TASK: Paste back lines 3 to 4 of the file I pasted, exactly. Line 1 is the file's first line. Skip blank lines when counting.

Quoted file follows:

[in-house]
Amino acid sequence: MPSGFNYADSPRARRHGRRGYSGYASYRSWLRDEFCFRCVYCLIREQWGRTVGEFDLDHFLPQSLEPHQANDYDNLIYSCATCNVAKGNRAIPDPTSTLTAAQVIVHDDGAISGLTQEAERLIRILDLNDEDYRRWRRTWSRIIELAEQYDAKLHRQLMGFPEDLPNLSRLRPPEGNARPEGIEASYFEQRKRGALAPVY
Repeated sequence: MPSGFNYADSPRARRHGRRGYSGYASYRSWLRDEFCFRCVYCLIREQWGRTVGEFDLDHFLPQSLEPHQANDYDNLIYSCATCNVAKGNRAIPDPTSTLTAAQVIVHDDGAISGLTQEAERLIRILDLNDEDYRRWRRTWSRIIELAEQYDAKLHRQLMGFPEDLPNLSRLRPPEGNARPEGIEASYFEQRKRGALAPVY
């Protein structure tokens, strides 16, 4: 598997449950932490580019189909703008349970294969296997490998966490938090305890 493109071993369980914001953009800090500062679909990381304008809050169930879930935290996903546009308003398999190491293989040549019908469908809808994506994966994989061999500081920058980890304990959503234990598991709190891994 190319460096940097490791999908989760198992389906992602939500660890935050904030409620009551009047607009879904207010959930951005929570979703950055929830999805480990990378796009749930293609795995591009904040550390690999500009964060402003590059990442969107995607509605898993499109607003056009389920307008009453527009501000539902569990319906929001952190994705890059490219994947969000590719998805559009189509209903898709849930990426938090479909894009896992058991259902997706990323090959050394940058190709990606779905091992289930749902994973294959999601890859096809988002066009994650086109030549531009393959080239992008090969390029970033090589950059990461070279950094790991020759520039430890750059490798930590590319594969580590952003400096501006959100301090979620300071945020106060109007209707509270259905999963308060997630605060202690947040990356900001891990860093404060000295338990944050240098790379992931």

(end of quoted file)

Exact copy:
Repeated sequence: MPSGFNYADSPRARRHGRRGYSGYASYRSWLRDEFCFRCVYCLIREQWGRTVGEFDLDHFLPQSLEPHQANDYDNLIYSCATCNVAKGNRAIPDPTSTLTAAQVIVHDDGAISGLTQEAERLIRILDLNDEDYRRWRRTWSRIIELAEQYDAKLHRQLMGFPEDLPNLSRLRPPEGNARPEGIEASYFEQRKRGALAPVY
């Protein structure tokens, strides 16, 4: 598997449950932490580019189909703008349970294969296997490998966490938090305890 493109071993369980914001953009800090500062679909990381304008809050169930879930935290996903546009308003398999190491293989040549019908469908809808994506994966994989061999500081920058980890304990959503234990598991709190891994 190319460096940097490791999908989760198992389906992602939500660890935050904030409620009551009047607009879904207010959930951005929570979703950055929830999805480990990378796009749930293609795995591009904040550390690999500009964060402003590059990442969107995607509605898993499109607003056009389920307008009453527009501000539902569990319906929001952190994705890059490219994947969000590719998805559009189509209903898709849930990426938090479909894009896992058991259902997706990323090959050394940058190709990606779905091992289930749902994973294959999601890859096809988002066009994650086109030549531009393959080239992008090969390029970033090589950059990461070279950094790991020759520039430890750059490798930590590319594969580590952003400096501006959100301090979620300071945020106060109007209707509270259905999963308060997630605060202690947040990356900001891990860093404060000295338990944050240098790379992931």